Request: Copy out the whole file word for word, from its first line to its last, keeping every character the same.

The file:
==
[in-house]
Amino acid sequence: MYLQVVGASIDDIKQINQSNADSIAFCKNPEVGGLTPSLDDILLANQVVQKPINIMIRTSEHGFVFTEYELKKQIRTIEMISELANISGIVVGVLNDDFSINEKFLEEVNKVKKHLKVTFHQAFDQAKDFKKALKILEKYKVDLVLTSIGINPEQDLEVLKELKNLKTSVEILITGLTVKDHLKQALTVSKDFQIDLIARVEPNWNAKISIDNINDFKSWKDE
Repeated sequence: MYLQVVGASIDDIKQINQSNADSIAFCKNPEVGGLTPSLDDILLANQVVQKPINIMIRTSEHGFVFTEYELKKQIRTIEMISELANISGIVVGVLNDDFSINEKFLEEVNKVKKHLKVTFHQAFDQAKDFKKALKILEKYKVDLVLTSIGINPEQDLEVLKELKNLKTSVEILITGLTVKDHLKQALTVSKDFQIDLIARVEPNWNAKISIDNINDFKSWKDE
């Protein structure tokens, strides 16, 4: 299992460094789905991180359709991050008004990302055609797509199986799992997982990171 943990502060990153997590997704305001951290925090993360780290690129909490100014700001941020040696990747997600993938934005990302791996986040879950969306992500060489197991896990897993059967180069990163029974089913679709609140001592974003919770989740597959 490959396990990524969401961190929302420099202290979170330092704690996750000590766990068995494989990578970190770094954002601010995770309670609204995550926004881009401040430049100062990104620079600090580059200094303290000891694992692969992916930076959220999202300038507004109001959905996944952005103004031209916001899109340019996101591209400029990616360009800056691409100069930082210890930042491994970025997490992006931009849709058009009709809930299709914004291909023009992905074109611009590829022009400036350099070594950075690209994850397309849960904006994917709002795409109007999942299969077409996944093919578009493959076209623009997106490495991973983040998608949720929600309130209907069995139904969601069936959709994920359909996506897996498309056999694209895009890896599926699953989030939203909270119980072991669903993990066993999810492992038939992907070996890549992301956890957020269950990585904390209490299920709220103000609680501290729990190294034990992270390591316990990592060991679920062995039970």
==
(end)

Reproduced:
[in-house]
Amino acid sequence: MYLQVVGASIDDIKQINQSNADSIAFCKNPEVGGLTPSLDDILLANQVVQKPINIMIRTSEHGFVFTEYELKKQIRTIEMISELANISGIVVGVLNDDFSINEKFLEEVNKVKKHLKVTFHQAFDQAKDFKKALKILEKYKVDLVLTSIGINPEQDLEVLKELKNLKTSVEILITGLTVKDHLKQALTVSKDFQIDLIARVEPNWNAKISIDNINDFKSWKDE
Repeated sequence: MYLQVVGASIDDIKQINQSNADSIAFCKNPEVGGLTPSLDDILLANQVVQKPINIMIRTSEHGFVFTEYELKKQIRTIEMISELANISGIVVGVLNDDFSINEKFLEEVNKVKKHLKVTFHQAFDQAKDFKKALKILEKYKVDLVLTSIGINPEQDLEVLKELKNLKTSVEILITGLTVKDHLKQALTVSKDFQIDLIARVEPNWNAKISIDNINDFKSWKDE
């Protein structure tokens, strides 16, 4: 299992460094789905991180359709991050008004990302055609797509199986799992997982990171 943990502060990153997590997704305001951290925090993360780290690129909490100014700001941020040696990747997600993938934005990302791996986040879950969306992500060489197991896990897993059967180069990163029974089913679709609140001592974003919770989740597959 490959396990990524969401961190929302420099202290979170330092704690996750000590766990068995494989990578970190770094954002601010995770309670609204995550926004881009401040430049100062990104620079600090580059200094303290000891694992692969992916930076959220999202300038507004109001959905996944952005103004031209916001899109340019996101591209400029990616360009800056691409100069930082210890930042491994970025997490992006931009849709058009009709809930299709914004291909023009992905074109611009590829022009400036350099070594950075690209994850397309849960904006994917709002795409109007999942299969077409996944093919578009493959076209623009997106490495991973983040998608949720929600309130209907069995139904969601069936959709994920359909996506897996498309056999694209895009890896599926699953989030939203909270119980072991669903993990066993999810492992038939992907070996890549992301956890957020269950990585904390209490299920709220103000609680501290729990190294034990992270390591316990990592060991679920062995039970």